2013 Dallas Mavericks Player Profile: Jae Crowder
With the 34th pick in the 2012 NBA Draft, the Cleveland Cavaliers selected Jae Crowder. Crowder is a 6-foot-6 small forward out of Marquette University, and won the Big East Player of the Year in 2012.
His career in Cleveland didn’t last long as his rights were traded to the Dallas Mavericks on draft night along with two others picks. He played in the Summer League as a rookie and impressed everyone by averaging 11.4 points and 4.5 rebounds in 22 minutes per game.
When Crowder was drafted, he was looked at as a potential rotation player off the bench and someone they could bring along slowly with a veteran-filled lineup. However, with Shawn Marion and Dirk Nowitzki missing games early in the season, Crowder was pushed into the role of a starter.
When those two players came back, he saw his minutes and productivity decrease greatly. He had a decent rookie campaign, averaging 5.0 points and 2.4 rebounds in 78 games, including 16 starts.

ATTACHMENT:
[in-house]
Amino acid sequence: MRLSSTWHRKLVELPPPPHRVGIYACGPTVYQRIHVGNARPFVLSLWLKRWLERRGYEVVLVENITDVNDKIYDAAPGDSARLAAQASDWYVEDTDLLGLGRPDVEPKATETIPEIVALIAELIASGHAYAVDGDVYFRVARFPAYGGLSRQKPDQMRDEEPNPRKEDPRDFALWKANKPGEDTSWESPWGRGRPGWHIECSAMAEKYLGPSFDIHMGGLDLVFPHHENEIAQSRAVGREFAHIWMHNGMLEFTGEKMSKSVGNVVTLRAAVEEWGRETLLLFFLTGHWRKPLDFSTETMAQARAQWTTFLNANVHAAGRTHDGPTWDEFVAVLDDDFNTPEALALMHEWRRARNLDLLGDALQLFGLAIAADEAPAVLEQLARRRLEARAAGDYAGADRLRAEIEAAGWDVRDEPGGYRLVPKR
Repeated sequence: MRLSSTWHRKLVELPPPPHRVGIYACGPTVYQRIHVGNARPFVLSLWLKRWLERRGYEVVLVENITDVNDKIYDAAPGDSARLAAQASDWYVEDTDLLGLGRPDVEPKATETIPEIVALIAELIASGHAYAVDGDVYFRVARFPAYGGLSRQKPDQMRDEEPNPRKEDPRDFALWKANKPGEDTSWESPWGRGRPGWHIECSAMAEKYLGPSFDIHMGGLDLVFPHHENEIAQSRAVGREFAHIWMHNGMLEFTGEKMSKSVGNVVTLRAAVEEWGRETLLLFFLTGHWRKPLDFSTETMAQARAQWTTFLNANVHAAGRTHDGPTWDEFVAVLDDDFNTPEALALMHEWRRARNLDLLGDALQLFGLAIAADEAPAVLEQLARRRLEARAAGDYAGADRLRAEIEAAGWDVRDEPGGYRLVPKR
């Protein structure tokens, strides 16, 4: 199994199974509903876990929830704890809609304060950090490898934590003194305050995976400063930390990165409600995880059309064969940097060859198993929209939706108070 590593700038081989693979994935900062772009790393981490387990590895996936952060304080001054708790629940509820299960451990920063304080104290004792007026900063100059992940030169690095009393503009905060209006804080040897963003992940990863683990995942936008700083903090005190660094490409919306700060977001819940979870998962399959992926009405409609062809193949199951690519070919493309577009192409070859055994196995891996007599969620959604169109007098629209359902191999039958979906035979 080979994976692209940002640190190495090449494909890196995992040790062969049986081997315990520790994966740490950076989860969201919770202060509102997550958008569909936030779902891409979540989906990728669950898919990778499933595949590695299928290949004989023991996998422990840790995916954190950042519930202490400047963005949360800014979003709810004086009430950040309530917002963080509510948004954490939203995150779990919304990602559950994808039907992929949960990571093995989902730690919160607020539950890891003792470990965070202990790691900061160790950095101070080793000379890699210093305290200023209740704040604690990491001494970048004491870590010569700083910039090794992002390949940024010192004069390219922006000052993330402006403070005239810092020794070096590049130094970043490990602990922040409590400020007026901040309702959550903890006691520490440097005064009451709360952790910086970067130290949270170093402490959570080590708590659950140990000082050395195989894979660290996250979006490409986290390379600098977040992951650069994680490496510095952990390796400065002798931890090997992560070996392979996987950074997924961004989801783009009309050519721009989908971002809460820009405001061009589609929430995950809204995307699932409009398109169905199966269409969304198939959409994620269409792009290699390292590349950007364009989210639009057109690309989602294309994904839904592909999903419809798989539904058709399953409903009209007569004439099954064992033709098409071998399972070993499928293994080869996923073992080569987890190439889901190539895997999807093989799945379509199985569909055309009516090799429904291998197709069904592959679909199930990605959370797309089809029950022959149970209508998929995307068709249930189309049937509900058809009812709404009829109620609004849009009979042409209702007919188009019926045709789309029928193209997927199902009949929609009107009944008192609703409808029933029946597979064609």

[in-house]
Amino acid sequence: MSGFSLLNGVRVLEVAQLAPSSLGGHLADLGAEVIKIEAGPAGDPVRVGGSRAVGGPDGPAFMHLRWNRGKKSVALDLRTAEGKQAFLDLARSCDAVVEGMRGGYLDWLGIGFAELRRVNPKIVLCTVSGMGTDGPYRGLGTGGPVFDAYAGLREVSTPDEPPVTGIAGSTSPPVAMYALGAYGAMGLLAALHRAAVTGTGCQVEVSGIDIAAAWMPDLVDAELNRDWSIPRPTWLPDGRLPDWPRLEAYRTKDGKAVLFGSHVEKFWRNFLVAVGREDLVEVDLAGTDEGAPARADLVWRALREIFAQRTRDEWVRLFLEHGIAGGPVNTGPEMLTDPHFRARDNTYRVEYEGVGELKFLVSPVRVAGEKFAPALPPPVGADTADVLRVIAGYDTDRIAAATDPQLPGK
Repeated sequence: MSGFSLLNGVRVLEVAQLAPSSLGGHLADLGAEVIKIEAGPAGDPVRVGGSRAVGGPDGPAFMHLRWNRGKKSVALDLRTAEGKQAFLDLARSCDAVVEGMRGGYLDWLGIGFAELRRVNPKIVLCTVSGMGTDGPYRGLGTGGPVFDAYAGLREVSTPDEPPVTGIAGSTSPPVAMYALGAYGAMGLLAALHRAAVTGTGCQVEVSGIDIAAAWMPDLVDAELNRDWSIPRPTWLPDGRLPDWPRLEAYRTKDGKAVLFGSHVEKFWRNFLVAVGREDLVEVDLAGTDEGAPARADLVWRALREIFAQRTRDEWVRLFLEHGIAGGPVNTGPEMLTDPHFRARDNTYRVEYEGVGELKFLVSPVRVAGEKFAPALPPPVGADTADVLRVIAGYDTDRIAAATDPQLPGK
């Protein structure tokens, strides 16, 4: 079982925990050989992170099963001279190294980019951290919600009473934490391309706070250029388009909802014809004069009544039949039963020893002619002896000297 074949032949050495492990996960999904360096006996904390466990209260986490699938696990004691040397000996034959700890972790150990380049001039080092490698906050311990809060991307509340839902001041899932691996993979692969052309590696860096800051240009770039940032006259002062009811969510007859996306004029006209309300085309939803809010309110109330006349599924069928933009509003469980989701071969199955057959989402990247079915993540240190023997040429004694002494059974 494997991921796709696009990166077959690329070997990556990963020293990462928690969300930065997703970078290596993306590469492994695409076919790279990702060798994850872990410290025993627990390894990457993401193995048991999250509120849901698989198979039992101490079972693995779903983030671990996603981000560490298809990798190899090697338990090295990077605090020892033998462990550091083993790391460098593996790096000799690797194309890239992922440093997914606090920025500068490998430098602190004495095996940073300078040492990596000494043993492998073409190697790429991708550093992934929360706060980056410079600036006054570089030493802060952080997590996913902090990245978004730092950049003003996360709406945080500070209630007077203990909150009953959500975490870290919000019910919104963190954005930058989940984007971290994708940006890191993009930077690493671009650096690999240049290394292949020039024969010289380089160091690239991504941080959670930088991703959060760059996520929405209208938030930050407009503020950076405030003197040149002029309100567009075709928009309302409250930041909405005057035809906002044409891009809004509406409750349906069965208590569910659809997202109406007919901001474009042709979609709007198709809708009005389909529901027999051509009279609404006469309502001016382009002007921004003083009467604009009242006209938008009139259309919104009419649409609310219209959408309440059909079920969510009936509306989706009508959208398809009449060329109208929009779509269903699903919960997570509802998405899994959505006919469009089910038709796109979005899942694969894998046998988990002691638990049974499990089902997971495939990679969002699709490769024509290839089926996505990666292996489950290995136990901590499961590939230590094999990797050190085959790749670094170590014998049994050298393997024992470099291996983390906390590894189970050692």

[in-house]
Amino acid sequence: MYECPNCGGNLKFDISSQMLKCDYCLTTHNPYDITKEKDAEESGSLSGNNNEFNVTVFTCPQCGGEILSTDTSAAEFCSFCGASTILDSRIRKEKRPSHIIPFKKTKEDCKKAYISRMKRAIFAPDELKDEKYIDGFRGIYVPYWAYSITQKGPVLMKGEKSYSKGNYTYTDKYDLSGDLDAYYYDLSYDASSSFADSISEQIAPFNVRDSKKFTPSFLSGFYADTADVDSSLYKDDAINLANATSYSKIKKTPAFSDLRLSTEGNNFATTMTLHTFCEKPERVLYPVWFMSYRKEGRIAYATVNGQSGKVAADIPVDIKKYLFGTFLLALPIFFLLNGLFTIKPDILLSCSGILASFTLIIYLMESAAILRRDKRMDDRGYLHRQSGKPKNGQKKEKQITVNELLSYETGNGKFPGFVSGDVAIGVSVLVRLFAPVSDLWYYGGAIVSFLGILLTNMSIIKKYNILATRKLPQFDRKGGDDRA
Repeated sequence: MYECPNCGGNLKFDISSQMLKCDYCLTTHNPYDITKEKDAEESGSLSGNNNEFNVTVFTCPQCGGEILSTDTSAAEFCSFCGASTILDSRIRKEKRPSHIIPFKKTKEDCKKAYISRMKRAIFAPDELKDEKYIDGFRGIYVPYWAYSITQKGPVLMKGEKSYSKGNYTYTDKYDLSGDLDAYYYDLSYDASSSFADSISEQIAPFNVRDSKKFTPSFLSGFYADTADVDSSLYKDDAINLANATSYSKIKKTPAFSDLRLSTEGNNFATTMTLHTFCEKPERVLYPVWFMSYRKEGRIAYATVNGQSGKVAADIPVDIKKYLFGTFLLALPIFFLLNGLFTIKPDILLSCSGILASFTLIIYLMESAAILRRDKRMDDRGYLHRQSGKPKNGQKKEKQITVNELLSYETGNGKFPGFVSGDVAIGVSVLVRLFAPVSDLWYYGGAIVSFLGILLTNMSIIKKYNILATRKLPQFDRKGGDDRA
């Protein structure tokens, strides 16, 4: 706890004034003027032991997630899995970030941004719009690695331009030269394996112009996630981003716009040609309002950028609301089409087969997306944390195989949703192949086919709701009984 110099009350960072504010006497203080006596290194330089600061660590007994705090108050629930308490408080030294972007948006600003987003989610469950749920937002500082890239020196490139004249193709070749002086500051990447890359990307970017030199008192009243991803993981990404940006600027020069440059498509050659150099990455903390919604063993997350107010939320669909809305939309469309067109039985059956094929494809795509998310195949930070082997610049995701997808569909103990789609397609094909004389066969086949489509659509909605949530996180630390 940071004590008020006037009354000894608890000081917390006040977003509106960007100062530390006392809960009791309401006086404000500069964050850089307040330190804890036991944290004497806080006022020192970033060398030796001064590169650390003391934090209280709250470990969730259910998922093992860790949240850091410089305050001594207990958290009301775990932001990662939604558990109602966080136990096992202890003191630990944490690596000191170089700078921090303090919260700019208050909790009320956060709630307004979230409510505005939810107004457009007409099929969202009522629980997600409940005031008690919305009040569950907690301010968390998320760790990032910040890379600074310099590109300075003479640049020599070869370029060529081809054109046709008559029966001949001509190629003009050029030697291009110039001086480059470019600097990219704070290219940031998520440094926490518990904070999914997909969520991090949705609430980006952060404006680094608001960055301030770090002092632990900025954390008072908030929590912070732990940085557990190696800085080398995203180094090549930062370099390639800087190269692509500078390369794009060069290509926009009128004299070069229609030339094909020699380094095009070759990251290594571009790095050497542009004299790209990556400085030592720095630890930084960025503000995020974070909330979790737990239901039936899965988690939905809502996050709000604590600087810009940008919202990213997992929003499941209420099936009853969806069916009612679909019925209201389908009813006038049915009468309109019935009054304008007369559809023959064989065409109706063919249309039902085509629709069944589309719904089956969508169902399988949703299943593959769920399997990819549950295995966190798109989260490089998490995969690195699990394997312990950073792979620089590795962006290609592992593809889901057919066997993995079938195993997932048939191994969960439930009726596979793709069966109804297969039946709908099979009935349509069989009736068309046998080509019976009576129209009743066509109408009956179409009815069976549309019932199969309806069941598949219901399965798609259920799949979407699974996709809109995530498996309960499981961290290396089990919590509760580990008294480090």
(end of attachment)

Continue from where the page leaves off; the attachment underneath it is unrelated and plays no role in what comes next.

He brought a lot of energy, but struggled with his shooting percentage. He shot only 38.4 percent from the field and 64.4 percent from the free throw line. Although he didn’t shoot very well, he has the physical attributes and ability to be a top defender in the NBA.
His coach Rick Carlisle compares him to Tayshaun Prince, a player he coached with the Detroit Pistons, who is one of the best perimeter defenders in the league.
I expect Crowder to go into the season with a role locked up in the Mavericks rotation. He will still be behind Marion and Nowitzki, but with the Mavericks having let go of Elton Brand and Chris Kaman, Crowder may see more time as an undersized power forward off the bench as well as his traditional small forward role alongside Dirk.
He should see his numbers go up slightly, but I don’t envision him averaging more than eight or nine points per game until he gets more consistent from the outside.
Although Carlisle compared him to Prince, I compare him more to Alonzo Gee, who has been able to develop into a better scorer because of his ability to get in the paint and improve his free throw percentage almost every season.
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